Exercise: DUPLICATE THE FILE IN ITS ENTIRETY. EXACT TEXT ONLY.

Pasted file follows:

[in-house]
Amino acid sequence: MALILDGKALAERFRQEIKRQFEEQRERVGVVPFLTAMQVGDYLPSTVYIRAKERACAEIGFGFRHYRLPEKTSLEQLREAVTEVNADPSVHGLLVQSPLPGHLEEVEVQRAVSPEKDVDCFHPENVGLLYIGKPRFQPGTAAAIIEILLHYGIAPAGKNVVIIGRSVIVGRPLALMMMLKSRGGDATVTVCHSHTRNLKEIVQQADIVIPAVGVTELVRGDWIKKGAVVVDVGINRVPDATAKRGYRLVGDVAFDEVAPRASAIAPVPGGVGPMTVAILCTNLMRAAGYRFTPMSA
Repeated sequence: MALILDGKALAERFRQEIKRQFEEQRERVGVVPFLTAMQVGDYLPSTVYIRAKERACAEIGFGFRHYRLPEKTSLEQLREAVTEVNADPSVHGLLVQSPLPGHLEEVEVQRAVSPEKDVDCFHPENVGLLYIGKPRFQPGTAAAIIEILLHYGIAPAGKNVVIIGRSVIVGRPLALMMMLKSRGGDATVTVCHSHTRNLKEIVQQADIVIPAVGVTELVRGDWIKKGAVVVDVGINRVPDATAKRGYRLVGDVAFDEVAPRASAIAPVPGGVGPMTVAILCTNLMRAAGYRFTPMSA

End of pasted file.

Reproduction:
[in-house]
Amino acid sequence: MALILDGKALAERFRQEIKRQFEEQRERVGVVPFLTAMQVGDYLPSTVYIRAKERACAEIGFGFRHYRLPEKTSLEQLREAVTEVNADPSVHGLLVQSPLPGHLEEVEVQRAVSPEKDVDCFHPENVGLLYIGKPRFQPGTAAAIIEILLHYGIAPAGKNVVIIGRSVIVGRPLALMMMLKSRGGDATVTVCHSHTRNLKEIVQQADIVIPAVGVTELVRGDWIKKGAVVVDVGINRVPDATAKRGYRLVGDVAFDEVAPRASAIAPVPGGVGPMTVAILCTNLMRAAGYRFTPMSA
Repeated sequence: MALILDGKALAERFRQEIKRQFEEQRERVGVVPFLTAMQVGDYLPSTVYIRAKERACAEIGFGFRHYRLPEKTSLEQLREAVTEVNADPSVHGLLVQSPLPGHLEEVEVQRAVSPEKDVDCFHPENVGLLYIGKPRFQPGTAAAIIEILLHYGIAPAGKNVVIIGRSVIVGRPLALMMMLKSRGGDATVTVCHSHTRNLKEIVQQADIVIPAVGVTELVRGDWIKKGAVVVDVGINRVPDATAKRGYRLVGDVAFDEVAPRASAIAPVPGGVGPMTVAILCTNLMRAAGYRFTPMSA